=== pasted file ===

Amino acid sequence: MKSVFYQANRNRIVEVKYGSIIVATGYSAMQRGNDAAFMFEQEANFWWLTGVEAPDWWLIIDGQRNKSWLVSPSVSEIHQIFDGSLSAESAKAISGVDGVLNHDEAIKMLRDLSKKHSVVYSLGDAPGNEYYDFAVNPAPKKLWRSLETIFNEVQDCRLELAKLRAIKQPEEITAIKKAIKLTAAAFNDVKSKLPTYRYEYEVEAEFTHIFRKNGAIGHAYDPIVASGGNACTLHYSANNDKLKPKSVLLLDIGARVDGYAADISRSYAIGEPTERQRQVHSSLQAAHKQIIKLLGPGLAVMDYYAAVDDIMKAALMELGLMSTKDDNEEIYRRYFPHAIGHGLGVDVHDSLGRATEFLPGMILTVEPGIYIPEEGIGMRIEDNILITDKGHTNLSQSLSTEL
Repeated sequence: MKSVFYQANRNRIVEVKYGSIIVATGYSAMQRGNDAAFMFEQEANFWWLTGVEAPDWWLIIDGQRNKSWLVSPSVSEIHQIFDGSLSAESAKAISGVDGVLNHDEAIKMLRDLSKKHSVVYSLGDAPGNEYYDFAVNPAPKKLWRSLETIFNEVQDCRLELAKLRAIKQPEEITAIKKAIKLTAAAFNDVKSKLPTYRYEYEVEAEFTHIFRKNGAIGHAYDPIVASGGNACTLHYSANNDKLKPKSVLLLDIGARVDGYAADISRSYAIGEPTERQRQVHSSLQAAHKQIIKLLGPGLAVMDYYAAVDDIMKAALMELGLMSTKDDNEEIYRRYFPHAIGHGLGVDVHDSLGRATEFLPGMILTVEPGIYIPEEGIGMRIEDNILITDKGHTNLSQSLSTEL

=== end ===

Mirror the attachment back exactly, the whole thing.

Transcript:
Amino acid sequence: MKSVFYQANRNRIVEVKYGSIIVATGYSAMQRGNDAAFMFEQEANFWWLTGVEAPDWWLIIDGQRNKSWLVSPSVSEIHQIFDGSLSAESAKAISGVDGVLNHDEAIKMLRDLSKKHSVVYSLGDAPGNEYYDFAVNPAPKKLWRSLETIFNEVQDCRLELAKLRAIKQPEEITAIKKAIKLTAAAFNDVKSKLPTYRYEYEVEAEFTHIFRKNGAIGHAYDPIVASGGNACTLHYSANNDKLKPKSVLLLDIGARVDGYAADISRSYAIGEPTERQRQVHSSLQAAHKQIIKLLGPGLAVMDYYAAVDDIMKAALMELGLMSTKDDNEEIYRRYFPHAIGHGLGVDVHDSLGRATEFLPGMILTVEPGIYIPEEGIGMRIEDNILITDKGHTNLSQSLSTEL
Repeated sequence: MKSVFYQANRNRIVEVKYGSIIVATGYSAMQRGNDAAFMFEQEANFWWLTGVEAPDWWLIIDGQRNKSWLVSPSVSEIHQIFDGSLSAESAKAISGVDGVLNHDEAIKMLRDLSKKHSVVYSLGDAPGNEYYDFAVNPAPKKLWRSLETIFNEVQDCRLELAKLRAIKQPEEITAIKKAIKLTAAAFNDVKSKLPTYRYEYEVEAEFTHIFRKNGAIGHAYDPIVASGGNACTLHYSANNDKLKPKSVLLLDIGARVDGYAADISRSYAIGEPTERQRQVHSSLQAAHKQIIKLLGPGLAVMDYYAAVDDIMKAALMELGLMSTKDDNEEIYRRYFPHAIGHGLGVDVHDSLGRATEFLPGMILTVEPGIYIPEEGIGMRIEDNILITDKGHTNLSQSLSTEL